The Fascinating History Of Japanese Origami

In 2021, a team of researchers at Cornell University successfully folded the world's tiniest origami bird, at about 100 microns wide (one percent of one centimeter), as outlined on Sci News. They did it using microscopic, "shape memory" conductors, countable atoms thick, that jolt nigh-2D materials into 3D shapes. Strictly speaking, it's a robot, and one that Professor Itai Cohen and his team hope presages future nanotechnology. And on the handmade side, we've got the paper-folding skills of tiny origami masters such as this one on YouTube, whose crane measures a mere three or four millimeters wide. 

Origami has become a worldwide hobby of the crafty, whether a young adult is alleviating boredom in school, an industrious parent is building DIY art projects such as those on Artsycraftymom, or an office-dweller has lined up a row of colorful, paper animals along their desk. Origami has a low initial cost for entry — only the paper — and can be finished, barring creative excursions, by following instructions found in any of dozens of books about paper-folding. Undoubtedly, this is part of the reason for origami's appeal, much like old paper airplanes.

But where exactly did origami come from? The short answer is: Japan. A combination of the verb oru (to fold) and kami (paper), the term "origami" has entered the Western lexicon as surely as other Japanese words like karaoke, sushi, tofu, gyoza, tsunami, shogun, karate, emoji, futon, sudoku, and tycoon (yes, it's a Japanese word: taikun).

An international art form popularized after World War II

"When your hands are busy, your heart is serene." 

Such were the words of "origami master" Akira Yoshizawa, who passed away in 2005 at the age of 94 after living a life as Japan's "global ambassador" of origami, per the Japan Times. He had first become interested in paper folding at the age of three, by all accounts, and after World War II worked odd jobs while continuing his craft. By the time the 1950s rolled around, he caught the attention of anthropologists and the international art community, which effectively helped to legitimize origami as an art form. Kiyo, his wife of 45 years, said, "At first people only thought of origami as entertainment for children. Gradually, it won acceptance." Now, we've got full-on origami exhibits such as those at the Origami Art Museum, origami materials and workshop hubs such as Origami Kaikan, and high-end, completed origami shops such as Origami House.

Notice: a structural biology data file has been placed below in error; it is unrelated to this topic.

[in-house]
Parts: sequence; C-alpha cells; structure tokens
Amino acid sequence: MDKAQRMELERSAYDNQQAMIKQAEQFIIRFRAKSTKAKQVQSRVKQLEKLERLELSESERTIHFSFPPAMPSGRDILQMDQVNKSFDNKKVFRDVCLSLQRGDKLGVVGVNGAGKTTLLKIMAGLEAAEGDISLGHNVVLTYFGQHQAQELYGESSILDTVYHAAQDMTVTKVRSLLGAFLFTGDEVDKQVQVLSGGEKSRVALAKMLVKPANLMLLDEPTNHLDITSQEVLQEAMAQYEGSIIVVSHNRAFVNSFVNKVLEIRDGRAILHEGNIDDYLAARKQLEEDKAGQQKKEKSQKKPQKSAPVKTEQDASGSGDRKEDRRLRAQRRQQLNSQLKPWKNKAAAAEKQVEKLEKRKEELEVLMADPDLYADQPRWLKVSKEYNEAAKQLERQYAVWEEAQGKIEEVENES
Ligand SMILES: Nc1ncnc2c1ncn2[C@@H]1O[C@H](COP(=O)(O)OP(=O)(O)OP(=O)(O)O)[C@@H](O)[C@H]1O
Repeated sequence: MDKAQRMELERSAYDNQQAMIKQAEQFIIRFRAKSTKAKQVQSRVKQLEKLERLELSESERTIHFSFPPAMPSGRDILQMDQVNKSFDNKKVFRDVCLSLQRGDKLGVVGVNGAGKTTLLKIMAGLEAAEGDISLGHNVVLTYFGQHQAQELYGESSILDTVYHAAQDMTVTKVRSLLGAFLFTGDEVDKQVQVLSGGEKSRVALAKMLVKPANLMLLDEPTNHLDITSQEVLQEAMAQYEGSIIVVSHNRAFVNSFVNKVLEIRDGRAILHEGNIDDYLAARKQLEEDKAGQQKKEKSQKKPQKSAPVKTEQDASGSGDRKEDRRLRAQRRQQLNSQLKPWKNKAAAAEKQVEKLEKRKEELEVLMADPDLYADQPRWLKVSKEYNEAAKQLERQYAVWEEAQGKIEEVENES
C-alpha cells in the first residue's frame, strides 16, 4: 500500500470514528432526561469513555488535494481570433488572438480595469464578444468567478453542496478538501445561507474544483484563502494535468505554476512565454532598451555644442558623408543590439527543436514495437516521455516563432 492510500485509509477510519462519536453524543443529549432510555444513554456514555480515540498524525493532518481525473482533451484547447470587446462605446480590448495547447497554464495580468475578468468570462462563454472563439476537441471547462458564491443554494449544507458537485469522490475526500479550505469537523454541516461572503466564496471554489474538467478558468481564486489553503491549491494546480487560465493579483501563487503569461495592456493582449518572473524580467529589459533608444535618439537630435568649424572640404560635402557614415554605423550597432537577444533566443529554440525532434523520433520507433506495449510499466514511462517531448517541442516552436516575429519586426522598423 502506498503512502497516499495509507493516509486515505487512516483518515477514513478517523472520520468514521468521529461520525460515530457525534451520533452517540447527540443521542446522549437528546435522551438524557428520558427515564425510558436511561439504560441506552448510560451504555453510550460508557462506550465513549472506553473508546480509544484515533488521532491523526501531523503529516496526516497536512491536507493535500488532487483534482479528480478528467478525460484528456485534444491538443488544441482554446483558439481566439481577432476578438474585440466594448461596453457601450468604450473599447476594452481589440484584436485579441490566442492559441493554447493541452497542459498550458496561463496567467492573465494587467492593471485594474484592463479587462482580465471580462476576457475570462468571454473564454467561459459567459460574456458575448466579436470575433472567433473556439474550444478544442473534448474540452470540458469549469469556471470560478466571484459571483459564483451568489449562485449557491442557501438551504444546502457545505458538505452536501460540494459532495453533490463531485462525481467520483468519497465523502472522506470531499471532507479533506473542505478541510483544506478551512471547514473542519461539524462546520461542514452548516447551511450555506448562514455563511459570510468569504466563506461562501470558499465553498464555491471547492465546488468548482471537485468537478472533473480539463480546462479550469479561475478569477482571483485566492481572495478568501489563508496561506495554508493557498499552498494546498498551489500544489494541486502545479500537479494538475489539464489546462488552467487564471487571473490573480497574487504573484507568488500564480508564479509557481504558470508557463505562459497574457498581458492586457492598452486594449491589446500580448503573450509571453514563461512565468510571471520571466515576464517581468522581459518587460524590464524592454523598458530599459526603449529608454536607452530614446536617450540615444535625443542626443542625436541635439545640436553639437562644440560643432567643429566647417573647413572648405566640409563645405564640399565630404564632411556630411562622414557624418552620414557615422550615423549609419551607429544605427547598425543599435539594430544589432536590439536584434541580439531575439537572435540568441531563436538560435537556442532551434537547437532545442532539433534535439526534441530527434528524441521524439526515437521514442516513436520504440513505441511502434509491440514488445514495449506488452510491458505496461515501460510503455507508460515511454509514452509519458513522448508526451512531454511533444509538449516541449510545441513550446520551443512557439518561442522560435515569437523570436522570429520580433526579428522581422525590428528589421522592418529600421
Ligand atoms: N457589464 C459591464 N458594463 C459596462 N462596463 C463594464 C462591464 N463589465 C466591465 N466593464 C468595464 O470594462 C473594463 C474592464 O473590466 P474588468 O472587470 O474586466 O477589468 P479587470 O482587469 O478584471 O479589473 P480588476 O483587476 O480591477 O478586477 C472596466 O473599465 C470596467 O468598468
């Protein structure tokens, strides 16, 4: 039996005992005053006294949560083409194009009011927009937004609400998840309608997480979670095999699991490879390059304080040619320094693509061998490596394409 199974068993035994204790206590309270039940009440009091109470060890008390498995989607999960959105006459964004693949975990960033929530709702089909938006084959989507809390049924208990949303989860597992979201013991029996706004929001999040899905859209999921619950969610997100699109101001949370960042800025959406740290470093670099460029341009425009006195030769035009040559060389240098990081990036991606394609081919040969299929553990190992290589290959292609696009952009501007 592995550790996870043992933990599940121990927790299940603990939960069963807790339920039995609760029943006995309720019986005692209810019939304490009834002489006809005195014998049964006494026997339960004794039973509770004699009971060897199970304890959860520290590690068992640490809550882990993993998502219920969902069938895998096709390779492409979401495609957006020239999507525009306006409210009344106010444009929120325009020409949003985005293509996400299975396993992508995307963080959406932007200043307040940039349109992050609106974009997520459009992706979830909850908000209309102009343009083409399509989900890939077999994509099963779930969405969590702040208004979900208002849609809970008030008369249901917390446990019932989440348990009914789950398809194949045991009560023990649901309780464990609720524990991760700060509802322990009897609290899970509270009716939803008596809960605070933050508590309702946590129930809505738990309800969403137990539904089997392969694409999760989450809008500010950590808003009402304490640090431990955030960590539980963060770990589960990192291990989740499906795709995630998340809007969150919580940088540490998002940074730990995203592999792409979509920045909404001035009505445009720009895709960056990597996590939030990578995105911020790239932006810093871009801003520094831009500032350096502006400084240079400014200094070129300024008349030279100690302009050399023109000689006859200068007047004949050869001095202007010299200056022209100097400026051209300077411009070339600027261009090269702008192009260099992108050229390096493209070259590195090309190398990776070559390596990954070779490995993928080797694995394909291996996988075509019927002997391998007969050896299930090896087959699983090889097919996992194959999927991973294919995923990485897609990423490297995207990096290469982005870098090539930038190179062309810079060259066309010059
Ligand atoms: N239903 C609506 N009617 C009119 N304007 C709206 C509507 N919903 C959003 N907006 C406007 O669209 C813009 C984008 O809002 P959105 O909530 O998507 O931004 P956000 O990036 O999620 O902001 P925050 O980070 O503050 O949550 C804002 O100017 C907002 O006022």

Long before the present, though — at least since Japan's Heian era (794-1185 CE) — origami shows up in narratives, such as when famed astrologer and priest Abe no Seimei claimed to have transformed a paper bird into a real one (per K's Origami). During the Edo period (1603-1887), the art became codified and took on the name orisue or orikata ("folded form"). By the time the modernization of the Meiji Era (1868-1912) came and left, it had transitioned from orimono ("folded thing") to its current name, origami.

A hobby of nobility turned into a hobby of the masses

The Japanese culture blog Toki ("crested ibis") discusses how origami might have arrived in Japan through China through Buddhist monks in the sixth century, much like Japan's complex, syllabic writing system kanji. Heian-era nobles considered it a kind of leisurely, elegant hobby, particularly for use in gift-wrapping. The paper itself was often patterned or stenciled. Beautified paper gift-wrapping is still very much a thing Japan, as evidenced by male-female butterfly origami used to wrap sake as wedding gifts, per Inside Japan.

Of course, the exact lineage of origami is tough to trace, as paper disintegrates. At minimum, come the Edo era, we have the first mention of origami in literature in 1680, through poet Ihara Saikaku (1642-1693) and his poem "Rosei ga yume no cho wa orisue" — "The Fragile Dream of the Origami Butterfly" (best-fit translation). Origami spread throughout various classes, including samurai, and by 1764 we have the first historical evidence of an origami instructional book. Around this time ukiyo-e — Japanese woodblock art — was in full bloom, and widespread art materials led to the development of origami-like dragonflies, stars, frogs, and helmets.

Origami was never limited only to Japan, though. Evidence suggests that paper folding rose in Europe either independently or in tandem with Dutch traders who regularly visited Japan starting in the 17th century. John Webster's 1613 play The Duchess of Malfi, for instance, talks of children using "paper prisons" to capture insects.